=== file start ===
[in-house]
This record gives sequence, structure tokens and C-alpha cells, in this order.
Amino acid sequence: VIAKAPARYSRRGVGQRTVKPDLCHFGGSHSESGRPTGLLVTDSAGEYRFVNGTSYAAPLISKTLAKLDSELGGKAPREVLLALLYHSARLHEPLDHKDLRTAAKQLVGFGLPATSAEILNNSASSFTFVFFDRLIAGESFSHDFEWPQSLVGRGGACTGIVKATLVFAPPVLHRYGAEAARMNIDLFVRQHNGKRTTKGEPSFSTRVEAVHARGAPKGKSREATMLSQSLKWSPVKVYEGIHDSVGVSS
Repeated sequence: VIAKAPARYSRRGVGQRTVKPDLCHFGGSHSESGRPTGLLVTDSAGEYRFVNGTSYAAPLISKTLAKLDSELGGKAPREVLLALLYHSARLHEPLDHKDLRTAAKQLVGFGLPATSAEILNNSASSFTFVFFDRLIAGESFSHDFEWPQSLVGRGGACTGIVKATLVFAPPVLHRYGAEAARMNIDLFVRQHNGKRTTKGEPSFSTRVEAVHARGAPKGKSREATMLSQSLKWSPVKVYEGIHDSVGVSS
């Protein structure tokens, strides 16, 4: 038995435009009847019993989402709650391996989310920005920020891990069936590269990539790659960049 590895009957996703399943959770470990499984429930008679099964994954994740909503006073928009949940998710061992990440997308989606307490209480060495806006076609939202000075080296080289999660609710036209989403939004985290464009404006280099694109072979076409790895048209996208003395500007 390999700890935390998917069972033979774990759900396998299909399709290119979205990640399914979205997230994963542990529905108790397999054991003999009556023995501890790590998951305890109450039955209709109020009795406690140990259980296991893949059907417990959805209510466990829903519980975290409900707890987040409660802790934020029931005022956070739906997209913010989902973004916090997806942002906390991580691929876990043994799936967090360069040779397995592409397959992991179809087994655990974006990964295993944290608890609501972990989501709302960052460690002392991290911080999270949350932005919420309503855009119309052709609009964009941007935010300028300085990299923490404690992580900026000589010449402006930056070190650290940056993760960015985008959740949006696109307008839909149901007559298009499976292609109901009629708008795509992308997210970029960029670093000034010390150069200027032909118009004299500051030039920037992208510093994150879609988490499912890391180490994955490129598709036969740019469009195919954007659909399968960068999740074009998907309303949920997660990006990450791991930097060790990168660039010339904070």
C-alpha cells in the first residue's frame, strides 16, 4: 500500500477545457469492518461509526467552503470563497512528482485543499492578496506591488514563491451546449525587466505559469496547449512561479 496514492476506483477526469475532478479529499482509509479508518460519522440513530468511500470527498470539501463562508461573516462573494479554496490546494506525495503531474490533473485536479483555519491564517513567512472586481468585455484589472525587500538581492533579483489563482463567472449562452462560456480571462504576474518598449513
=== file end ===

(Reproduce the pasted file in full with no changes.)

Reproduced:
[in-house]
This record gives sequence, structure tokens and C-alpha cells, in this order.
Amino acid sequence: VIAKAPARYSRRGVGQRTVKPDLCHFGGSHSESGRPTGLLVTDSAGEYRFVNGTSYAAPLISKTLAKLDSELGGKAPREVLLALLYHSARLHEPLDHKDLRTAAKQLVGFGLPATSAEILNNSASSFTFVFFDRLIAGESFSHDFEWPQSLVGRGGACTGIVKATLVFAPPVLHRYGAEAARMNIDLFVRQHNGKRTTKGEPSFSTRVEAVHARGAPKGKSREATMLSQSLKWSPVKVYEGIHDSVGVSS
Repeated sequence: VIAKAPARYSRRGVGQRTVKPDLCHFGGSHSESGRPTGLLVTDSAGEYRFVNGTSYAAPLISKTLAKLDSELGGKAPREVLLALLYHSARLHEPLDHKDLRTAAKQLVGFGLPATSAEILNNSASSFTFVFFDRLIAGESFSHDFEWPQSLVGRGGACTGIVKATLVFAPPVLHRYGAEAARMNIDLFVRQHNGKRTTKGEPSFSTRVEAVHARGAPKGKSREATMLSQSLKWSPVKVYEGIHDSVGVSS
């Protein structure tokens, strides 16, 4: 038995435009009847019993989402709650391996989310920005920020891990069936590269990539790659960049 590895009957996703399943959770470990499984429930008679099964994954994740909503006073928009949940998710061992990440997308989606307490209480060495806006076609939202000075080296080289999660609710036209989403939004985290464009404006280099694109072979076409790895048209996208003395500007 390999700890935390998917069972033979774990759900396998299909399709290119979205990640399914979205997230994963542990529905108790397999054991003999009556023995501890790590998951305890109450039955209709109020009795406690140990259980296991893949059907417990959805209510466990829903519980975290409900707890987040409660802790934020029931005022956070739906997209913010989902973004916090997806942002906390991580691929876990043994799936967090360069040779397995592409397959992991179809087994655990974006990964295993944290608890609501972990989501709302960052460690002392991290911080999270949350932005919420309503855009119309052709609009964009941007935010300028300085990299923490404690992580900026000589010449402006930056070190650290940056993760960015985008959740949006696109307008839909149901007559298009499976292609109901009629708008795509992308997210970029960029670093000034010390150069200027032909118009004299500051030039920037992208510093994150879609988490499912890391180490994955490129598709036969740019469009195919954007659909399968960068999740074009998907309303949920997660990006990450791991930097060790990168660039010339904070």
C-alpha cells in the first residue's frame, strides 16, 4: 500500500477545457469492518461509526467552503470563497512528482485543499492578496506591488514563491451546449525587466505559469496547449512561479 496514492476506483477526469475532478479529499482509509479508518460519522440513530468511500470527498470539501463562508461573516462573494479554496490546494506525495503531474490533473485536479483555519491564517513567512472586481468585455484589472525587500538581492533579483489563482463567472449562452462560456480571462504576474518598449513